Maybe Passwords are the Future
Most security experts seem to agree that passwords are on the way out. There is good reason for this:
- Users pick awful passwords, making brute force attacks easy.
- Users reuse passwords, making credential stuffing effective.
- Users can’t remember good, unique passwords for more than a few sites.
- Passwords can easily be phished.
- Passwords are exposed to the server. This makes reuse worse and offline phishing possible.
A wide variety of new approaches are vying for popularity. WebAuthn removes passwords and instead uses keys that are managed by the browser. Email “magic links” use the ability to receive email as authentication. SSO delegates the problem to another provider. However these approaches all have major downsides. Let’s take a quick look at some of these and try to squeeze them into a pass/fail score, ignoring most of the nuance.
- No Memorization
- This means that the user doesn’t need to remember anything. Or at worst only remember a single, relatively short, thing for all sites. (Like an SSO URL or a master password)
- No Third Party
- This means that only the user and the service are involved. No third party needs to be available, and no third party can impersonate the user. (The WebPKI is excluded here)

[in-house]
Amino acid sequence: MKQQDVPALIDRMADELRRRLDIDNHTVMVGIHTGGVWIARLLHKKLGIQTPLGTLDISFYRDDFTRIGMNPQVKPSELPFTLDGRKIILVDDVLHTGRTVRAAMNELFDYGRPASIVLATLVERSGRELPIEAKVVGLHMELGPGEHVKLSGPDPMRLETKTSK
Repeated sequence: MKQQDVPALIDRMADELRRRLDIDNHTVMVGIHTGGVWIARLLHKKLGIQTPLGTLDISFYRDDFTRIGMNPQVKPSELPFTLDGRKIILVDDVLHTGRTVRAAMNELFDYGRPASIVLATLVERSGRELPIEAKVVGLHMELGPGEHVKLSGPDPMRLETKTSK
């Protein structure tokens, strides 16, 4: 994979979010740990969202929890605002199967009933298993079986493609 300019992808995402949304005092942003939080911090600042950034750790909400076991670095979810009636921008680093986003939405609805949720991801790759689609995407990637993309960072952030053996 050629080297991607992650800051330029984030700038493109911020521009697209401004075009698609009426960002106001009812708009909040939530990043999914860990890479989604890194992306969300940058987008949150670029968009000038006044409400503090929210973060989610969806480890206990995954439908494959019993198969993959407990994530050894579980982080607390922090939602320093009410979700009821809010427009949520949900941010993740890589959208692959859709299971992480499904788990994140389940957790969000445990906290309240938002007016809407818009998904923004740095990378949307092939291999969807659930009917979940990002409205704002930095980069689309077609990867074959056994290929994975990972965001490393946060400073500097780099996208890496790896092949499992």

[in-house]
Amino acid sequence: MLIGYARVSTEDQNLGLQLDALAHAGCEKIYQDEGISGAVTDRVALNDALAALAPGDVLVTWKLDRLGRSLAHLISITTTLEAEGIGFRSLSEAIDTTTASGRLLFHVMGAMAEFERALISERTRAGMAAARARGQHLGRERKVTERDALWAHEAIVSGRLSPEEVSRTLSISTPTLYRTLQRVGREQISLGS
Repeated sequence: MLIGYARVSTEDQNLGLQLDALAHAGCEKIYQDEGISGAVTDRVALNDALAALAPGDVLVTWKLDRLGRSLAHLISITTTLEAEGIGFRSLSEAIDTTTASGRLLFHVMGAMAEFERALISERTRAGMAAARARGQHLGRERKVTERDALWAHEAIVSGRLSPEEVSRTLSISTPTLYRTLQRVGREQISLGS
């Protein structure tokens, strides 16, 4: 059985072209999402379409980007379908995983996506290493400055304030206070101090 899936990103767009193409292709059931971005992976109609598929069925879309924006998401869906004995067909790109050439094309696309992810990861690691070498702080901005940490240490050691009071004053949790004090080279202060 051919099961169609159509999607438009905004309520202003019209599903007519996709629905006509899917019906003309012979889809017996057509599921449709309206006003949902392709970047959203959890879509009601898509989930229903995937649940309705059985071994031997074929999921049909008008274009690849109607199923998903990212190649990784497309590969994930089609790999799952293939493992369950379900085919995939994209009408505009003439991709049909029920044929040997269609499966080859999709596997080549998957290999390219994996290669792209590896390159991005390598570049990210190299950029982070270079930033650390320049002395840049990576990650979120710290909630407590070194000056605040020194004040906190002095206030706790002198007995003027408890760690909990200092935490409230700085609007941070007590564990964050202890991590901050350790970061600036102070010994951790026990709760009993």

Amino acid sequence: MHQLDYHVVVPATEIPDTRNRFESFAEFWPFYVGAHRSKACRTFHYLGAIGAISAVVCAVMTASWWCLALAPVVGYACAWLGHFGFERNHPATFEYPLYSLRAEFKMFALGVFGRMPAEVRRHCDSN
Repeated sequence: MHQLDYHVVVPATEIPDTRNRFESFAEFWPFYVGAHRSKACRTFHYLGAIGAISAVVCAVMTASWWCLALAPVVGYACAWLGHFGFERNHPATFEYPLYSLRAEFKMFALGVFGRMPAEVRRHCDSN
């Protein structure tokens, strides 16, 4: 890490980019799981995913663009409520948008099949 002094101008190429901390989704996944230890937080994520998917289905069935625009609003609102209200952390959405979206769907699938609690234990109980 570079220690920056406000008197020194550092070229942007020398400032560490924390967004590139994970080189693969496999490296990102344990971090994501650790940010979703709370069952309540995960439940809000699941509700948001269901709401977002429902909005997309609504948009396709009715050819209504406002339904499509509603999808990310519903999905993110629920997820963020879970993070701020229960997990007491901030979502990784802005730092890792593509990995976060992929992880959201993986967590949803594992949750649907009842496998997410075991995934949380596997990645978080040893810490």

- This means that all third parties can be arbitrarily selected by the user.
- No PKI
- This means that WebPKI is not relied upon.
- This means that the user can’t be tricked into giving someone else access to their account when they try to log into their account.
- The user can easily log in on all of their devices that are set up with their tools and config.
- The user can easily log in on a new device that doesn’t have their tools or config available.
- The user also verifies the server.
- The server never learns enough information to authenticate as you to someone else.
|Method||No Memorization||No Third Party||Decentralized||No PKI||Unphishable||Syncable||Transferable||Mutual||Leak-Proof|
|TLS Client Certificate||✅||✅||✅||✅||✅||5||❌||❌||✅|
- Possible but not currently available. Can be blocked by the server if desired.
- It is transferable if and only if you have an already-logged-in device available and the service allows following the link on a different device than the one that is trying to log in.